General John Armstrong, also a patentee, was born in Ireland about 172o, and about 1748 came to Carlisle, which he is supposed to have laid out in 1751. Here he lived till his death in 1793. He was appointed captain in January and colonel in May, 1756, of the provincial troops west of the Susquehanna., and when Indian depredations on the western frontier became intolerable after Braddock's defeat, he led a punitive expedition of 280 men from Carlisle to punish the Indians. Marching his command hundreds of miles through the forests, he surprised the Indians, destroying their settlement at Kittanning. Their spirit thus broken, their forays ceased. Because of this service, he was the recipient of "thanks, medal and plate from Philadelphia," and Armstrong County was later named for him, with its county-seat at Kittanning, the site of his exploit. Two years later, in 1758, as senior officer of the Pennsylvania troops, he raised the British flag over Fort Duquesne when, by its capture, the French lost their last post in Pennsylvania. For thirteen years he presided over the county courts till the outbreak of the Revolution. Then entering the army, he served a short time in South Carolina. Returning, he acted as major general at the battles of the Brandywine and Germantown. Sensitive to slights, real or imagined, he resigned from the Regular Army, but later commanded militia in the service.
He was highly honored in Carlisle, and in later life was affectionately called "'the Old General."
Robert Magaw, of Irish birth, was a prominent lawyer of Carlisle prior to the Revolution. He was a member of the Provincial Convention in 1774 and of the Legislature in 1781. In 1775 he left Carlisle as major in its first regiment, and in January, 1776, became colonel. On Washington's withdrawal from New York in 1776, Magaw was left with nearly 3,000 men to defend Fort Washington, near Harlem. The Fort was captured by overwhelming British forces, and Magaw was held as prisoner of war for four years, after which he lived in Carlisle till his death in 1790.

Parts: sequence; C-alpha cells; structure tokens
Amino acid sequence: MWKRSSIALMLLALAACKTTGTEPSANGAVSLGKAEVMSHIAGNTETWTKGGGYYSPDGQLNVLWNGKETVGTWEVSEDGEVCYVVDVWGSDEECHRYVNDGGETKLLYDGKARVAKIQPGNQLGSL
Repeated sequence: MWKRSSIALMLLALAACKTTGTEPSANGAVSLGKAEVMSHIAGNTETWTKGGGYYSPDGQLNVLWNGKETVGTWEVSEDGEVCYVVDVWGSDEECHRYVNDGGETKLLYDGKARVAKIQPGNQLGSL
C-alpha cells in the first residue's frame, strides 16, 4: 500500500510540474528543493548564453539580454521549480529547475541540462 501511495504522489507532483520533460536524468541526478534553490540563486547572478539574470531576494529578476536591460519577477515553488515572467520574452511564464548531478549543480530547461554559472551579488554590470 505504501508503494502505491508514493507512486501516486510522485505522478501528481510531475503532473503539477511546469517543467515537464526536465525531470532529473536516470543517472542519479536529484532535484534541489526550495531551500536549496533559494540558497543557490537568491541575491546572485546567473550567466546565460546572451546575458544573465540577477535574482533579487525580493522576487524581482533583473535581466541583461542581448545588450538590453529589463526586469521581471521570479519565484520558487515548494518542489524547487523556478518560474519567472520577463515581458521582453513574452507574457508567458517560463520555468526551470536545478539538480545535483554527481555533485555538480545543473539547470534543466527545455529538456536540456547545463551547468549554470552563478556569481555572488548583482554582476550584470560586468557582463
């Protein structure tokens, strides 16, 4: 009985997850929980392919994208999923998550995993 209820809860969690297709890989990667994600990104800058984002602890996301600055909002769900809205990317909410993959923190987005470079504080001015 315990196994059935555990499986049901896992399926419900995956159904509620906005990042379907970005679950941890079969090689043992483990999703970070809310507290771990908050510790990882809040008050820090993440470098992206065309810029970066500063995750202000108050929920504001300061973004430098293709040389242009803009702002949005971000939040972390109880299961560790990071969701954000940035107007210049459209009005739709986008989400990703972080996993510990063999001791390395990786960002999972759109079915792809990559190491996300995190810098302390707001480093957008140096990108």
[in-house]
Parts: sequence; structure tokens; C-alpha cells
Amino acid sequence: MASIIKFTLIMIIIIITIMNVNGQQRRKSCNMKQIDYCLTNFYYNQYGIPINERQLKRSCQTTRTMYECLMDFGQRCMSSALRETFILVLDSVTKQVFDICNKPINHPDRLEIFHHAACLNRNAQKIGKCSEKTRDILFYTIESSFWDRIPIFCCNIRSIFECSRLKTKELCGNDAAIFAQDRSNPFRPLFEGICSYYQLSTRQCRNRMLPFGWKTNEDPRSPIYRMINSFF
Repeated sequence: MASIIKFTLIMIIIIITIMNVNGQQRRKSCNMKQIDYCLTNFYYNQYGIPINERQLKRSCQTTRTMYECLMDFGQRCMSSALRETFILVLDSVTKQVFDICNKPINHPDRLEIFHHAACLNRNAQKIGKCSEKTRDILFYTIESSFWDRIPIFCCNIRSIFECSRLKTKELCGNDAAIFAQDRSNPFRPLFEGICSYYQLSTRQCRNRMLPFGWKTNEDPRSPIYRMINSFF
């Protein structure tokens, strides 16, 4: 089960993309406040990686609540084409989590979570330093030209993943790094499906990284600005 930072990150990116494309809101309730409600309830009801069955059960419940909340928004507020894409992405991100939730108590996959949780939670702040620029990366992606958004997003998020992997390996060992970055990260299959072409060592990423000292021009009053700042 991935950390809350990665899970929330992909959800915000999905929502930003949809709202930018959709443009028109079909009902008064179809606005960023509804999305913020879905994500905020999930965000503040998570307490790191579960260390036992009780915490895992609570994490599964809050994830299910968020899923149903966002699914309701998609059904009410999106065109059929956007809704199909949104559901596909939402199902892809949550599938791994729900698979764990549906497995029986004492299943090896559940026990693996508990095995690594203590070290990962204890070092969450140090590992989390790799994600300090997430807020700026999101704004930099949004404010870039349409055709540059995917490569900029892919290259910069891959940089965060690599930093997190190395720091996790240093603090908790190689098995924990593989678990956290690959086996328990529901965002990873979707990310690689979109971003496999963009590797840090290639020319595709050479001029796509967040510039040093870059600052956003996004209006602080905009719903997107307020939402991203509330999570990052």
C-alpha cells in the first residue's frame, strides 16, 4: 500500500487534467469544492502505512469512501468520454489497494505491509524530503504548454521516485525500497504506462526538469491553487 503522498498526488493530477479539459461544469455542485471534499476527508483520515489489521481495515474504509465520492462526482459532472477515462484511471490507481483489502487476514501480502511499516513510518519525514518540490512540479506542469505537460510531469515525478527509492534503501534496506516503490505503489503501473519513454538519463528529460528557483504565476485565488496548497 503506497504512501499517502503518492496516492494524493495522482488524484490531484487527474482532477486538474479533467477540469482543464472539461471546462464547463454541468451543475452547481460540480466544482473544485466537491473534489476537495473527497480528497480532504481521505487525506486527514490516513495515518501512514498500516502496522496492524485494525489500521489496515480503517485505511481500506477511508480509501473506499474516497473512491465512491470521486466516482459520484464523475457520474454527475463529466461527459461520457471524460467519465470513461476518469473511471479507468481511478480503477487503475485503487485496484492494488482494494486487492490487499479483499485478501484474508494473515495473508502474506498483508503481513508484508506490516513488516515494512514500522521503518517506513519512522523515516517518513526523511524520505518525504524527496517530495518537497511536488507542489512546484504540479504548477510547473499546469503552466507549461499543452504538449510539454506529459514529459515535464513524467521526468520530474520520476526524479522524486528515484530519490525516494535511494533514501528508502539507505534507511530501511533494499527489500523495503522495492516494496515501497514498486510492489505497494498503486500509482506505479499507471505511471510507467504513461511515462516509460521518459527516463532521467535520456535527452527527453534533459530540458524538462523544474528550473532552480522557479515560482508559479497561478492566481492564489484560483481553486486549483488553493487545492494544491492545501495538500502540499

Colonel John Montgomery, though uneducated in the schools, was one of Carlisle's most interesting and forceful characters. There is no record of such outstanding and commanding service as that of his associates, notably Wilson and Armstrong, but nearly the whole of his more than fifty years of life in Carlisle was full of public services of various kinds. He was justice of the peace, burgess, and associate judge of the local courts. The port of Boston was closed by the British on June 1, 1774, and Massachusetts appealed to the other colonies for a Congress to consider the matter. On July 12 a mass meeting was held in Carlisle to protest against British aggression. Montgomery presided over this meeting, which appointed delegates to a Provincial Convention to concert measures preparatory to a general Congress. He served in broader fields, however. He was a member of Pennsylvania's Committee of Safety, 1775-1776, including twenty-five men from different parts of the Province, in charge of all the military affairs of the Province. Congress named him one of the commissioners to treat with the Indians at Fort Pitt in July, 1776. During this year he was colonel of a regiment from Cumberland County and of a battalion of Associators in the Jersey campaign of 1777. He was also a member of the Continental Congress in 1782-1783.